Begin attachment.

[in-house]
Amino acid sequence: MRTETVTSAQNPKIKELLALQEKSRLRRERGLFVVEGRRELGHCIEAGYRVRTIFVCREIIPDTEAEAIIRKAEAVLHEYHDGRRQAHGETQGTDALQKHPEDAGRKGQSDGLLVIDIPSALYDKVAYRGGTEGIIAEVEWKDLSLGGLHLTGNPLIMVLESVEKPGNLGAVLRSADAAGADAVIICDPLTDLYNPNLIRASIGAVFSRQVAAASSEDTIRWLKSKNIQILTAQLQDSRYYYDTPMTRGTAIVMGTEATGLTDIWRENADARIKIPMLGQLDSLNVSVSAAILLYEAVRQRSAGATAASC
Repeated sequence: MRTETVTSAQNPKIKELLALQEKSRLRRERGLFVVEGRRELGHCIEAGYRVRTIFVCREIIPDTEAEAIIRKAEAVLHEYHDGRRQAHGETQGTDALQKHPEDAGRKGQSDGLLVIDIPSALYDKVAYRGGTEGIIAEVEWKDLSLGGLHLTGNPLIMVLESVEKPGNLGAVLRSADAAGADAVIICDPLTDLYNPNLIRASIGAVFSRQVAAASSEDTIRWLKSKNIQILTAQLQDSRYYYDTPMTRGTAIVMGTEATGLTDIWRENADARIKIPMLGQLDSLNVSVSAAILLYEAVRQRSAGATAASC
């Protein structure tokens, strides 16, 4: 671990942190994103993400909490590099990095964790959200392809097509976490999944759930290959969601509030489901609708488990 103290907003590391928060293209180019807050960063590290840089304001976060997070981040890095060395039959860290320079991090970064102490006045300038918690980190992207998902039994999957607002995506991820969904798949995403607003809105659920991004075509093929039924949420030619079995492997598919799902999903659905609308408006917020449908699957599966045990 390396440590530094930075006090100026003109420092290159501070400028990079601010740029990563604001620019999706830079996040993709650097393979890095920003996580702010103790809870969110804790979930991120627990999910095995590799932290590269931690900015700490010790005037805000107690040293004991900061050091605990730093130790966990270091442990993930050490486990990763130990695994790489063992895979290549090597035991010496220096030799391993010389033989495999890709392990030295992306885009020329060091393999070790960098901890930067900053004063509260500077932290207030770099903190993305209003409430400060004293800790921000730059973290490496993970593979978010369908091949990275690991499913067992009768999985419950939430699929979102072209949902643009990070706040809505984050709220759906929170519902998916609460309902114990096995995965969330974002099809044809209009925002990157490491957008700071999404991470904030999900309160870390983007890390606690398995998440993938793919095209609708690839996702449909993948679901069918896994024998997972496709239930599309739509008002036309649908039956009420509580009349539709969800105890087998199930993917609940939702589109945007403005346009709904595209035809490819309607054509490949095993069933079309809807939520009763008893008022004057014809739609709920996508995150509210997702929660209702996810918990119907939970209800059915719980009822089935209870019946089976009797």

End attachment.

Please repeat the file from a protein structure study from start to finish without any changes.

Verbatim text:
[in-house]
Amino acid sequence: MRTETVTSAQNPKIKELLALQEKSRLRRERGLFVVEGRRELGHCIEAGYRVRTIFVCREIIPDTEAEAIIRKAEAVLHEYHDGRRQAHGETQGTDALQKHPEDAGRKGQSDGLLVIDIPSALYDKVAYRGGTEGIIAEVEWKDLSLGGLHLTGNPLIMVLESVEKPGNLGAVLRSADAAGADAVIICDPLTDLYNPNLIRASIGAVFSRQVAAASSEDTIRWLKSKNIQILTAQLQDSRYYYDTPMTRGTAIVMGTEATGLTDIWRENADARIKIPMLGQLDSLNVSVSAAILLYEAVRQRSAGATAASC
Repeated sequence: MRTETVTSAQNPKIKELLALQEKSRLRRERGLFVVEGRRELGHCIEAGYRVRTIFVCREIIPDTEAEAIIRKAEAVLHEYHDGRRQAHGETQGTDALQKHPEDAGRKGQSDGLLVIDIPSALYDKVAYRGGTEGIIAEVEWKDLSLGGLHLTGNPLIMVLESVEKPGNLGAVLRSADAAGADAVIICDPLTDLYNPNLIRASIGAVFSRQVAAASSEDTIRWLKSKNIQILTAQLQDSRYYYDTPMTRGTAIVMGTEATGLTDIWRENADARIKIPMLGQLDSLNVSVSAAILLYEAVRQRSAGATAASC
């Protein structure tokens, strides 16, 4: 671990942190994103993400909490590099990095964790959200392809097509976490999944759930290959969601509030489901609708488990 103290907003590391928060293209180019807050960063590290840089304001976060997070981040890095060395039959860290320079991090970064102490006045300038918690980190992207998902039994999957607002995506991820969904798949995403607003809105659920991004075509093929039924949420030619079995492997598919799902999903659905609308408006917020449908699957599966045990 390396440590530094930075006090100026003109420092290159501070400028990079601010740029990563604001620019999706830079996040993709650097393979890095920003996580702010103790809870969110804790979930991120627990999910095995590799932290590269931690900015700490010790005037805000107690040293004991900061050091605990730093130790966990270091442990993930050490486990990763130990695994790489063992895979290549090597035991010496220096030799391993010389033989495999890709392990030295992306885009020329060091393999070790960098901890930067900053004063509260500077932290207030770099903190993305209003409430400060004293800790921000730059973290490496993970593979978010369908091949990275690991499913067992009768999985419950939430699929979102072209949902643009990070706040809505984050709220759906929170519902998916609460309902114990096995995965969330974002099809044809209009925002990157490491957008700071999404991470904030999900309160870390983007890390606690398995998440993938793919095209609708690839996702449909993948679901069918896994024998997972496709239930599309739509008002036309649908039956009420509580009349539709969800105890087998199930993917609940939702589109945007403005346009709904595209035809490819309607054509490949095993069933079309809807939520009763008893008022004057014809739609709920996508995150509210997702929660209702996810918990119907939970209800059915719980009822089935209870019946089976009797």